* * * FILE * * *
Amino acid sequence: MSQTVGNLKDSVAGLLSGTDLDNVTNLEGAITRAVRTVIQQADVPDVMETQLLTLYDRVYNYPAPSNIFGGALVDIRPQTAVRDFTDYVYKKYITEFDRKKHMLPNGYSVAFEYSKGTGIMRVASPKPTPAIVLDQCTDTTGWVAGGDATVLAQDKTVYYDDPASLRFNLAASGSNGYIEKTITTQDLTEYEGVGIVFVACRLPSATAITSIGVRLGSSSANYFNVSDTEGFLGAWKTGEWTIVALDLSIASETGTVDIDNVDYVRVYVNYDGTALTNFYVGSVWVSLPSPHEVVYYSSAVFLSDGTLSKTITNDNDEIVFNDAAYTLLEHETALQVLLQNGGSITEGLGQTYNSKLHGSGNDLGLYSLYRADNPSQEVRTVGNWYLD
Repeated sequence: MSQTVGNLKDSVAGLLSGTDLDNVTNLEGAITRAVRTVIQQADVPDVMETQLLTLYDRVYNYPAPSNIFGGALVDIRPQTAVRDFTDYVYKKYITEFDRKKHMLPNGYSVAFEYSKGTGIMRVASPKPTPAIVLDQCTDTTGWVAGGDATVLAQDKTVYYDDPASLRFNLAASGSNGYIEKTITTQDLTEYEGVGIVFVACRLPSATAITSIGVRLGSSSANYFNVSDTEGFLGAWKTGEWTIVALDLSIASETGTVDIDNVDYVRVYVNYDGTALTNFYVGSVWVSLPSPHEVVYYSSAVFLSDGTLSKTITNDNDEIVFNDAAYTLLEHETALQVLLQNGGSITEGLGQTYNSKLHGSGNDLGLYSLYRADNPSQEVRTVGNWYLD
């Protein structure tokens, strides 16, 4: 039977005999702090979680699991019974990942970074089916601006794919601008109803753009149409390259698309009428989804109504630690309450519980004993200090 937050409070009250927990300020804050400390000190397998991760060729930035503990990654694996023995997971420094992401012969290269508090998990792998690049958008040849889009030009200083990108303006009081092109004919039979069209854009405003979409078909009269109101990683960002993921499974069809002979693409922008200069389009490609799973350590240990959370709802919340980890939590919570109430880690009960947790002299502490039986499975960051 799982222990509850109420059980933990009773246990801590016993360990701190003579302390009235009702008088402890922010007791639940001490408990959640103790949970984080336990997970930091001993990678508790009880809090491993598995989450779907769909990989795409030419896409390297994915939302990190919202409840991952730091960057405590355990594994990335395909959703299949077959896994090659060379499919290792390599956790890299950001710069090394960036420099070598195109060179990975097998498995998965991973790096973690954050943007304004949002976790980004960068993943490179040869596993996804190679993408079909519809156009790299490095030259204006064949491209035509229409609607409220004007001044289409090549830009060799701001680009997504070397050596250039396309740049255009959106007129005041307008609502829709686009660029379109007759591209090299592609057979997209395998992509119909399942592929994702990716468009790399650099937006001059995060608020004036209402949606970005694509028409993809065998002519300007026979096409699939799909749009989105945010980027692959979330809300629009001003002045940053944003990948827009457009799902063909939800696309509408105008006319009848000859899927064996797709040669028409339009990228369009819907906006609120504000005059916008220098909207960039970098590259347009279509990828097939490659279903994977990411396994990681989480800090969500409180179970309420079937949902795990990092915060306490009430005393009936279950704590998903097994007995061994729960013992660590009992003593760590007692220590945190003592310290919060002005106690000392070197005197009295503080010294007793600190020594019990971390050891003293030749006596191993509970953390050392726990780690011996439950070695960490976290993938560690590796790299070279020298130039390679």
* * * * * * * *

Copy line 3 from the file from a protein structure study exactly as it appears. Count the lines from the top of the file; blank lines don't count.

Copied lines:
């Protein structure tokens, strides 16, 4: 039977005999702090979680699991019974990942970074089916601006794919601008109803753009149409390259698309009428989804109504630690309450519980004993200090 937050409070009250927990300020804050400390000190397998991760060729930035503990990654694996023995997971420094992401012969290269508090998990792998690049958008040849889009030009200083990108303006009081092109004919039979069209854009405003979409078909009269109101990683960002993921499974069809002979693409922008200069389009490609799973350590240990959370709802919340980890939590919570109430880690009960947790002299502490039986499975960051 799982222990509850109420059980933990009773246990801590016993360990701190003579302390009235009702008088402890922010007791639940001490408990959640103790949970984080336990997970930091001993990678508790009880809090491993598995989450779907769909990989795409030419896409390297994915939302990190919202409840991952730091960057405590355990594994990335395909959703299949077959896994090659060379499919290792390599956790890299950001710069090394960036420099070598195109060179990975097998498995998965991973790096973690954050943007304004949002976790980004960068993943490179040869596993996804190679993408079909519809156009790299490095030259204006064949491209035509229409609607409220004007001044289409090549830009060799701001680009997504070397050596250039396309740049255009959106007129005041307008609502829709686009660029379109007759591209090299592609057979997209395998992509119909399942592929994702990716468009790399650099937006001059995060608020004036209402949606970005694509028409993809065998002519300007026979096409699939799909749009989105945010980027692959979330809300629009001003002045940053944003990948827009457009799902063909939800696309509408105008006319009848000859899927064996797709040669028409339009990228369009819907906006609120504000005059916008220098909207960039970098590259347009279509990828097939490659279903994977990411396994990681989480800090969500409180179970309420079937949902795990990092915060306490009430005393009936279950704590998903097994007995061994729960013992660590009992003593760590007692220590945190003592310290919060002005106690000392070197005197009295503080010294007793600190020594019990971390050891003293030749006596191993509970953390050392726990780690011996439950070695960490976290993938560690590796790299070279020298130039390679």